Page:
NBC has new heroes. No not those heroes, but some other ones on the new TV series, The Cape. The Cape stars David Lyons as the good-cop-turned-super-hero. The show treads a dangerous line of being comic-y to the point of seeming insincere, but if you can get into that head space, it is worth watching.
All the awesomeness of a 90’s FMV puzzle adventure without the pesky CD-ROMS!
Growing up a fan of games like The 7th Guest and Jedi Knight, there’s always been a special place in my gaming heart for full motion video (FMV). Games like Heavy Rain and LA Noire create strong relationships between nearly live characters and the player; but seeing real people acting out scenes in FMV is an experience (for better or awesomely worse) that just cannot be matched with digital characters. We’d likely not still be talking about Nightmare if the VHS tapes contained a synthetic character. Sometimes campy and sometimes engrossing (and sometimes both), FMV is a design technique in gaming that is criminally under-used, occasionally turning up in modern series like Command and Conquer and the Need for Speed series, for instance.
Enter MISSING: An Interactive Thriller – Episode One from Zandel Media. As you might expect, MISSING is a point-and-click style interactive adventure that places you in the shoes of a man who finds himself shackled inside a strange warehouse environment. With no clue how you got there, or who put you there, your character sets himself to the task of escape and discovery.
The game plays out as a series of video sequences that are used to set up the gameplay and advance the narrative, before relinquishing control of the game to the player. The gameplay consists of elements you commonly find in point-and-click games: hidden object search, puzzle solving, and using objects in the right place at the right time. The puzzles are intuitive and will be familiar to veterans of the genre but the feeling is definitely more in-the-pocket than been-there-done-that.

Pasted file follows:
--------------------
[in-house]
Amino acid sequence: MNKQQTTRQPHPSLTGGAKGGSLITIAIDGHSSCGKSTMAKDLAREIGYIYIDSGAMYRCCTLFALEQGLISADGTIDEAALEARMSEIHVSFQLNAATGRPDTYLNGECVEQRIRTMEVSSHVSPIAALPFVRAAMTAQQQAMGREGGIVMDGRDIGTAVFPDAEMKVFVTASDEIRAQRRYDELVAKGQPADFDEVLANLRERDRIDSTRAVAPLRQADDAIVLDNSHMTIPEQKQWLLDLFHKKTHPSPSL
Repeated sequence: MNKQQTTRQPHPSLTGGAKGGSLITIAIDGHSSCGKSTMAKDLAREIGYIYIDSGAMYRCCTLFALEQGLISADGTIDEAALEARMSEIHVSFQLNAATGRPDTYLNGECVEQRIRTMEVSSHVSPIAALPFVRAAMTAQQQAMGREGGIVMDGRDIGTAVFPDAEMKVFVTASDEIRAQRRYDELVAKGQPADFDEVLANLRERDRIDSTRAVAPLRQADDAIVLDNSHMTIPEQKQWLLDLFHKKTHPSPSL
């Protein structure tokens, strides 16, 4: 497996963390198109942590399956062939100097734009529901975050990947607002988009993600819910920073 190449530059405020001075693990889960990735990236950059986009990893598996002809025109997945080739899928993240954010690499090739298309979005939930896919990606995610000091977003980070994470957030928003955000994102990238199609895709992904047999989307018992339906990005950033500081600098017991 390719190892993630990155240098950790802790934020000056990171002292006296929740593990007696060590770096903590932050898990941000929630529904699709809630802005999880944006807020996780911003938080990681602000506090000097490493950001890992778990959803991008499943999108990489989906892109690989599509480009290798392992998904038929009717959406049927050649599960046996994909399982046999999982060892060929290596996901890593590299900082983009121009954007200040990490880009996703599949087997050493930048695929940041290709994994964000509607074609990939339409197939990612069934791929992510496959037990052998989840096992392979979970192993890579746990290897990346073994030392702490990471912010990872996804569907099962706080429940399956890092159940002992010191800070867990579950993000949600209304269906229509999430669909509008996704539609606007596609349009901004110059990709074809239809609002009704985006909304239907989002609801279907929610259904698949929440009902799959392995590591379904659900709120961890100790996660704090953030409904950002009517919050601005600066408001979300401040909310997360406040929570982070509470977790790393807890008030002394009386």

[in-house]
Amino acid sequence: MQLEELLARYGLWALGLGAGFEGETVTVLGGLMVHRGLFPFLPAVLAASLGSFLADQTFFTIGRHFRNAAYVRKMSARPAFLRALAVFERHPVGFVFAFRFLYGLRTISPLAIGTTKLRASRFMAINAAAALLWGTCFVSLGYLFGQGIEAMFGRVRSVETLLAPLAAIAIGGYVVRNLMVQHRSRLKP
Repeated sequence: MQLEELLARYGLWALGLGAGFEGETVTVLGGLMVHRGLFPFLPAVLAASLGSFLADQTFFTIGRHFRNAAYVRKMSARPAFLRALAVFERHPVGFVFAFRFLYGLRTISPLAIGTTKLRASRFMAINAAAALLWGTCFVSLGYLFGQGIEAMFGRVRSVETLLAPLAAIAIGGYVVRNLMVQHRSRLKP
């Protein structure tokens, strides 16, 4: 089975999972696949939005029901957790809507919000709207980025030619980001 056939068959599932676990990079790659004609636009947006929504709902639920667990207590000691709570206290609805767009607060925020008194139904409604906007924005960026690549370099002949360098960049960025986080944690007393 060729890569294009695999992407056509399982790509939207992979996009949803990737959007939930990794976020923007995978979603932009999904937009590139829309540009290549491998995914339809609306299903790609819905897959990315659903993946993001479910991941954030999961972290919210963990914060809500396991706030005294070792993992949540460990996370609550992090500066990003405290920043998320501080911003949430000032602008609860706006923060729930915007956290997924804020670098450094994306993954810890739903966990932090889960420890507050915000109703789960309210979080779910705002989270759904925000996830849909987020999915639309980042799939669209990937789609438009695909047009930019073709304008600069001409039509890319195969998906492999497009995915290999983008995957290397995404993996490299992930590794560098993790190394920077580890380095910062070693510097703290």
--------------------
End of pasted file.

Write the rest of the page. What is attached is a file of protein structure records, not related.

Unraveling the story is the drive behind MISSING: An Interactive Thriller. What turned out to be my only gripe (also a compliment) is that the game left me wanting more of it. MISSING is an episodic game, and while Episode One feels just a bit too short, it uses that time to set up an interesting mystery to unfold in future episodes.
It can be sometimes difficult to describe a game whose story and puzzles are the central elements, without spoiling the story and the situated puzzles that you’ll find along the way. I’ll only offer one word of caution that I did not have before playing the game. MISSING also has some light quick time events… so don’t let the game’s movie-like quality lure you into a sense of security.
Because QTE seems to be a polarizing game feature in some circles, this is not the type of QTE that you will ruin friendships arguing about, its thoughtfully used and well-placed. I had a lot of fun with the QTE once I knew they were part of this experience. However, I played the game on PC, and while the visual quality of the video was great on a larger screen, the overall gameplay of MISSING is more conducive to touch than it is mouse and keyboard.
MISSING: An Interactive Thriller – Episode One is a great throwback to the classic FMV games on the 90’s. The opening episode sets up an interesting story of mystery and tension, despite feeling like the episode could have been just a bit longer. The gameplay and puzzles will be familiar to fans of point-and-click adventures, but they make sense in the narrative and propel it forward. MISSING: An Interactive Thriller shows great promise for future episodes and is recommended to fans of point-and-click adventures or players, gamers who long for the nostalgia of classic FMV, and anyone looking for an interesting narrative experience in the current mobile landscape.
Reviewed on PC / Steam with review code provided by Zandel Media. MISSING Episode One is available on PC, Mac, iTunes, Google Play, and Kindle Fire.